What is hypermetabolism?
Hypermetabolism is a condition describing an increase in the body's basal metabolic rate (BMR), or the amount of calories required to perform basic, life-sustaining functions when the body is at rest. In other words, the BMR represents the minimum number of calories the body burns simply by existing.
When someone reaches a point of hypermetabolism, their BMR increases and their body starts burning higher amounts of calories, including while at rest. This often leads to weight loss, even with increased energy intake.
Causes of hypermetabolism
Hypermetabolism or hypermetabolic conditions can occur in many different scenarios, particularly when the body needs to produce more energy than normal to heal itself.
For example, if someone has suffered severe burns, multiple fractures, infection or sepsis, traumatic brain injury, or undergone surgery, their body will become hypermetabolic, increasing energy output in order to facilitate the healing process.1,2,3,4
It's also possible for hypermetabolism to develop from other causes, including hyperthyroidism, a condition in which the thyroid produces too many hormones, ultimately speeding up the body's internal processes and kicking metabolism into overdrive.7
Hypermetabolism may be useful in short stints, such as helping someone produce enough energy to facilitate healing, but if it occurs long-term, it can become a serious medical condition.
Some studies have shown that the increase of catabolic activity—or the breakdown of food into more usable components like carbohydrates, protein, and fat—can increase insulin resistance. This, in turn, can result in higher blood sugar levels, which, in itself, can bring on a number of other health complications.8
Other symptoms of hypermetabolism include:5
- Elevated or irregular heart rate
- Increased body temperature
- Shortness of breath
- Muscle weakness and fatigue
- Heat sensitivity
- Excessive sweating
Hypermetabolism and anorexia
When it comes to anorexia nervosa, hypermetabolism isn't a symptom of the condition, but rather a potential complication of recovery.
The disordered eating patterns generally associated with AN often lead to starvation or severe malnutrition, causing the body to break down fat and muscle in order to supply energy to sustain life. This has its own effect on the metabolic rate, generally working to slow the process down as the body adjusts to receiving less energy.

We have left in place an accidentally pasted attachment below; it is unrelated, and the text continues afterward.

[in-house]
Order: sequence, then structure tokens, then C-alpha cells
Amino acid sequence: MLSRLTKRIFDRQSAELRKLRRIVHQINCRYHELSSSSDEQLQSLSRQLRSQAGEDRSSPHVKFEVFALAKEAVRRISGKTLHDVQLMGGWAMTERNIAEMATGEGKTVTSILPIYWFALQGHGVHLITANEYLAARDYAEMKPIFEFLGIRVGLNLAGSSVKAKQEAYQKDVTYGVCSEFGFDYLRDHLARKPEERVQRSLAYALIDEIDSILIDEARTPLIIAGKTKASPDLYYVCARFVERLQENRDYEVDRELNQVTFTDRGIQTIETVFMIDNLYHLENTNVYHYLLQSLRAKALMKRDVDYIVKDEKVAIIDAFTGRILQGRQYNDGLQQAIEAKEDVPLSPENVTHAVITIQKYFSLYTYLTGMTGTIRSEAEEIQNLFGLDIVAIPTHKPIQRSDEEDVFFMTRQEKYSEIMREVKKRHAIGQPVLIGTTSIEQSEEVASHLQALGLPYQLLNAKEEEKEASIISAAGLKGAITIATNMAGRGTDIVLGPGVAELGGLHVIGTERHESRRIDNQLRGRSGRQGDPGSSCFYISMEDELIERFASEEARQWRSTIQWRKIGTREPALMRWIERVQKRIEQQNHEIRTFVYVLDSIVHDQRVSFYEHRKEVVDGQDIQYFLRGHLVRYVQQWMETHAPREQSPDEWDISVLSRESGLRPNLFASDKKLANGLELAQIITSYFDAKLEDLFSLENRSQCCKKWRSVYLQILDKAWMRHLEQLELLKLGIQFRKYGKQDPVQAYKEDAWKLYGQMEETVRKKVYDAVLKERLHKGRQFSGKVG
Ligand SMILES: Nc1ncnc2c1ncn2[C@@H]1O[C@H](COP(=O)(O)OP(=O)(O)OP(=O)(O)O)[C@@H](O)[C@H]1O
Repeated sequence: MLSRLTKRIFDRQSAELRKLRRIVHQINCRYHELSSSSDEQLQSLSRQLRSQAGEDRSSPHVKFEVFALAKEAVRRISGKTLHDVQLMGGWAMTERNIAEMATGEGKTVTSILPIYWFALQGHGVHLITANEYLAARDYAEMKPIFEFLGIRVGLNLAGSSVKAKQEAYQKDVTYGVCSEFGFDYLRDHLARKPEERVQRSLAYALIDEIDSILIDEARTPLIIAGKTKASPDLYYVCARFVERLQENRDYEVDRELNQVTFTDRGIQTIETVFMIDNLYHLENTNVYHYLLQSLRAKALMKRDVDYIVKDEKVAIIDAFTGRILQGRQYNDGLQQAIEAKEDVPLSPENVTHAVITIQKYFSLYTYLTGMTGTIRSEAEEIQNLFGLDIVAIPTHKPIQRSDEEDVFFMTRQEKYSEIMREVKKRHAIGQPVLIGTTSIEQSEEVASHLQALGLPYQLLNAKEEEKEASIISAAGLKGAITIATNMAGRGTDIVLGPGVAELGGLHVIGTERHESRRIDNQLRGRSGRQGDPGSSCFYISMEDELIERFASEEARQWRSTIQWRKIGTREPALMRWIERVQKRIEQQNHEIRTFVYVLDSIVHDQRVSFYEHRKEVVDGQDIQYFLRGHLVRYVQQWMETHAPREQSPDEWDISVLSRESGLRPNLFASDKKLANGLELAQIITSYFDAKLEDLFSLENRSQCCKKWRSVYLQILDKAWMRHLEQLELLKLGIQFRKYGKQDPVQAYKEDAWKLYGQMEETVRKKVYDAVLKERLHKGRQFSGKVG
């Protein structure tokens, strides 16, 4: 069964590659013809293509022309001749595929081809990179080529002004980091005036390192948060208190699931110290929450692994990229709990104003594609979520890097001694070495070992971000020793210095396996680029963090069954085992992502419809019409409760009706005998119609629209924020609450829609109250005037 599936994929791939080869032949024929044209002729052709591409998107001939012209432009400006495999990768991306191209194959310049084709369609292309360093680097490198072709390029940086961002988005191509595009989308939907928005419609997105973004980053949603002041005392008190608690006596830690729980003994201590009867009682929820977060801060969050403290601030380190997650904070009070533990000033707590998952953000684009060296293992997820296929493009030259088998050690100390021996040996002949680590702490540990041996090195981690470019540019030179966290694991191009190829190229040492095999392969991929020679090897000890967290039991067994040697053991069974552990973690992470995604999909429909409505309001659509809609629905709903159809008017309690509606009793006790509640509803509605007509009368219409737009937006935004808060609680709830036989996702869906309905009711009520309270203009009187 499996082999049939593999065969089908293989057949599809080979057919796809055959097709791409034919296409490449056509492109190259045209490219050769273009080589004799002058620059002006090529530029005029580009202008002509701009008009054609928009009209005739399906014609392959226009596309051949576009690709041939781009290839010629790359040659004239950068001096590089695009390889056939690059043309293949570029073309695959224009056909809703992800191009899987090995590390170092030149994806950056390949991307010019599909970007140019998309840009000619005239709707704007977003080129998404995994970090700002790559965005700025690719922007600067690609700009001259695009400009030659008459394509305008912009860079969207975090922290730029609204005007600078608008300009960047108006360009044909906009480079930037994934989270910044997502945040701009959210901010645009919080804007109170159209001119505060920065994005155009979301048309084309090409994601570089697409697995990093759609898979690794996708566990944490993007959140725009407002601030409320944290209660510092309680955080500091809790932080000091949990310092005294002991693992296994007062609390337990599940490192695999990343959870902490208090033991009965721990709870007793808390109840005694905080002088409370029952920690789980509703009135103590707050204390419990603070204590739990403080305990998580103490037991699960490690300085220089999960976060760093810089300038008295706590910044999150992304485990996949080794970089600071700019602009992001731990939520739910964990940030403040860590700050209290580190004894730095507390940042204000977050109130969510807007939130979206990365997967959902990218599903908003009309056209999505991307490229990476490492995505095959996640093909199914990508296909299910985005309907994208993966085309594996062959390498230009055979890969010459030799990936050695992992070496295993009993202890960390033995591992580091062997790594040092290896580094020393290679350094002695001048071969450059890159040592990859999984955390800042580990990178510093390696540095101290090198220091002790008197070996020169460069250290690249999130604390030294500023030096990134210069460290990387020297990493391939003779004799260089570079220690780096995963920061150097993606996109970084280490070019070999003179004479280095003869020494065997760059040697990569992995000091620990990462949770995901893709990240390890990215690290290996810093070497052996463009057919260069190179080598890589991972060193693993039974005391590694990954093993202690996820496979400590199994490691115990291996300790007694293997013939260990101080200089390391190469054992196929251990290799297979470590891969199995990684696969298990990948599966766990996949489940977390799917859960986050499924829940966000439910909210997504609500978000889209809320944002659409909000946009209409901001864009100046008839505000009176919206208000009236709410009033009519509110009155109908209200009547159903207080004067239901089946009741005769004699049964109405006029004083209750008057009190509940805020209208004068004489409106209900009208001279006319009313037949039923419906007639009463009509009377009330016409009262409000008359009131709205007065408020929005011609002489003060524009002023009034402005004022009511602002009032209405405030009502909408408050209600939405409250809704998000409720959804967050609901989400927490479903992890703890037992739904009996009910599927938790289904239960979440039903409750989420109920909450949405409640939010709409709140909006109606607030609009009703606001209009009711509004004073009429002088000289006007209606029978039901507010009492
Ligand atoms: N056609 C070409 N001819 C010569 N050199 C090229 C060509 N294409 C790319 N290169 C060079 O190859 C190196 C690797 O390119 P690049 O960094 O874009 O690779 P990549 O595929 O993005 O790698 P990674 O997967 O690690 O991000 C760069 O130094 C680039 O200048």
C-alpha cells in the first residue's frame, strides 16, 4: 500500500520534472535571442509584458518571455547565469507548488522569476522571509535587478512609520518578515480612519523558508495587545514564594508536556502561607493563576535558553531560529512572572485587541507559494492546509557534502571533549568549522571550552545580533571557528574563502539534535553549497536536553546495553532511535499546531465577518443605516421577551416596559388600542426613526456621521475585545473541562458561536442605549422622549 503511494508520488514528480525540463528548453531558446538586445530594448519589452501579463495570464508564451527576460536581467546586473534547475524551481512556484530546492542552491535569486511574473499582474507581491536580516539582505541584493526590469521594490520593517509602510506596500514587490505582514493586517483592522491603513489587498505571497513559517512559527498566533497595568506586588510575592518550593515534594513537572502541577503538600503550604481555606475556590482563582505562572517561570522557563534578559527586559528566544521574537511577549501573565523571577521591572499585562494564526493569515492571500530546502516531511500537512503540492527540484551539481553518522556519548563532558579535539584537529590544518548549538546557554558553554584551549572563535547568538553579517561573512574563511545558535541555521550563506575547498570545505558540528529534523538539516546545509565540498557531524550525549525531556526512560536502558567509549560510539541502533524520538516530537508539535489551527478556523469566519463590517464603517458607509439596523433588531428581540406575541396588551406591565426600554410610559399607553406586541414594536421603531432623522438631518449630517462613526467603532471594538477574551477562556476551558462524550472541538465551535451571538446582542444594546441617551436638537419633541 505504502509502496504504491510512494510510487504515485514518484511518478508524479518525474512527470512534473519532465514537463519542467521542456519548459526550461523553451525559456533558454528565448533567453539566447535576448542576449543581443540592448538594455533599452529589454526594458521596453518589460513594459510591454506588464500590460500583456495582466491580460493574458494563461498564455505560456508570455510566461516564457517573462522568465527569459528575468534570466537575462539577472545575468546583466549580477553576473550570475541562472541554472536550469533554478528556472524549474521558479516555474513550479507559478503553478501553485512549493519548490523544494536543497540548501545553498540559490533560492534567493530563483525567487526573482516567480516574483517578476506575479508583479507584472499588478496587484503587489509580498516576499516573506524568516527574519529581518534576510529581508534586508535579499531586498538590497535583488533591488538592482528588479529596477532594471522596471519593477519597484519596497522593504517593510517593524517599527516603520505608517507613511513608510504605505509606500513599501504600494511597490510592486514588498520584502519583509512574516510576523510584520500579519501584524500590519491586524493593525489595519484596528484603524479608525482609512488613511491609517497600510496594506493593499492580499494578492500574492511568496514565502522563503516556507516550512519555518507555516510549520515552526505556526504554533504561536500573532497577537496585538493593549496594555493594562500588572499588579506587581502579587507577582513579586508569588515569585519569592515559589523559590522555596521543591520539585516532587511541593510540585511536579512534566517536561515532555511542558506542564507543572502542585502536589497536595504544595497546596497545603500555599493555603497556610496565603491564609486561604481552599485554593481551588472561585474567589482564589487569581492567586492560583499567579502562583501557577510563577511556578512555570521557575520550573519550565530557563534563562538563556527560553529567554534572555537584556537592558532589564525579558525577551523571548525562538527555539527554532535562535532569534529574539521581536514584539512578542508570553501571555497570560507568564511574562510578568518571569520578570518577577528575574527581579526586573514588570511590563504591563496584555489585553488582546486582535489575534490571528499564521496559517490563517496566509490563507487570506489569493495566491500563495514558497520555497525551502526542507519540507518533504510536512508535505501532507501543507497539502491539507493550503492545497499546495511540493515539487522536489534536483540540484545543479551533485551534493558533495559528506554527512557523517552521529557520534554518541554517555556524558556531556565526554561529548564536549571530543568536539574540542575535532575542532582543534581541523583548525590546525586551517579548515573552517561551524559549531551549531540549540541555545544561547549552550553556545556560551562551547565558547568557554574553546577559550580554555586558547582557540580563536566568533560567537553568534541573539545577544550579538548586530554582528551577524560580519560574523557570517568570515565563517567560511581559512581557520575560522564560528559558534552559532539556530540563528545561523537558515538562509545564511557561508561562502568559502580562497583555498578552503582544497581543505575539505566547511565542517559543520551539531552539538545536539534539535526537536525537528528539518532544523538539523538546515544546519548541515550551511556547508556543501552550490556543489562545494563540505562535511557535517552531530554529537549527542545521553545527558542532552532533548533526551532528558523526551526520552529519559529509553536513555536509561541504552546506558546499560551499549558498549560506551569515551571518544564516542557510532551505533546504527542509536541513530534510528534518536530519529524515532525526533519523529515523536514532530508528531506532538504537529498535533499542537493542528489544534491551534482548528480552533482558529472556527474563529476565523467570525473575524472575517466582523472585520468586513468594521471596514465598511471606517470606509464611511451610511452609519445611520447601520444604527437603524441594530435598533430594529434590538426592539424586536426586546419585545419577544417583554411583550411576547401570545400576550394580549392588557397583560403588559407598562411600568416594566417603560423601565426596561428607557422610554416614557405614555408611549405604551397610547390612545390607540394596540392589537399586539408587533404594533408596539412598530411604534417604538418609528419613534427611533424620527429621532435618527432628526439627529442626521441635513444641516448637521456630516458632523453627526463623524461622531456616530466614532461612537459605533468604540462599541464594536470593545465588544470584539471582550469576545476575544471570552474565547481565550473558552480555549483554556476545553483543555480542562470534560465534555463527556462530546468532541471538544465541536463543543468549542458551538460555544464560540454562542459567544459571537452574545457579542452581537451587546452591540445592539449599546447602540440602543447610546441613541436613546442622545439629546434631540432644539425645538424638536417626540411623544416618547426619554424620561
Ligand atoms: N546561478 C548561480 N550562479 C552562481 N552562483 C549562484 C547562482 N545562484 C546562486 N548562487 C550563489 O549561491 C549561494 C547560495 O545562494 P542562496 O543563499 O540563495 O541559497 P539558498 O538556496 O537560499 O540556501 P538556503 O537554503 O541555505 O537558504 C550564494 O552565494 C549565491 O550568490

For people with AN and other restrictive eating disorders, the danger of becoming hypermetabolic sets in during the nutritional rehabilitation phase.6 When the body is used to receiving so little, the reintroduction of even a small amount of outside energy can kick the metabolic rate into high gear, as the body eagerly works to break down and absorb these additional resources.
Some studies have shown that people who struggle with AN remain hypermetabolic well into recovery, requiring even more calories than normal to maintain weight restoration long-term.6 They may also continue to lose weight easily or have trouble with weight gain, as the body continues to adjust to new food intake levels.6
Hypermetabolism and eating disorder recovery
Indeed, the refeeding process is often considered one of the most dangerous parts of AN recovery, especially early on. Medical supervision during this stage is very important.
In extreme cases of prolonged starvation, the body becomes depleted of many nutrients, fats, and proteins. If food is reintroduced too quickly, the hypermetabolism set off by this change can lead to rapid and dangerous changes and chemical reactions, including potentially deadly electrolyte imbalances and cardiac arrhythmias.10
Scientists are generally split on the proper pace to reintroduce calories to someone's diet, and much of the process depends deeply on details of individual cases. But in every case, it's important to work with a team of professionals to help restore weight in a safe and healthy way.
Finding help for anorexia nervosa
If you or a loved one are struggling with anorexia nervosa or another eating disorder and have lost significant body weight, it's important to seek out the appropriate type of treatment and care.
Your primary care physician, therapist, psychiatrist, or another trusted medical professional can help, giving you an official diagnosis, pointing you in the direction of a successful treatment program, or otherwise helping you plan the next best steps.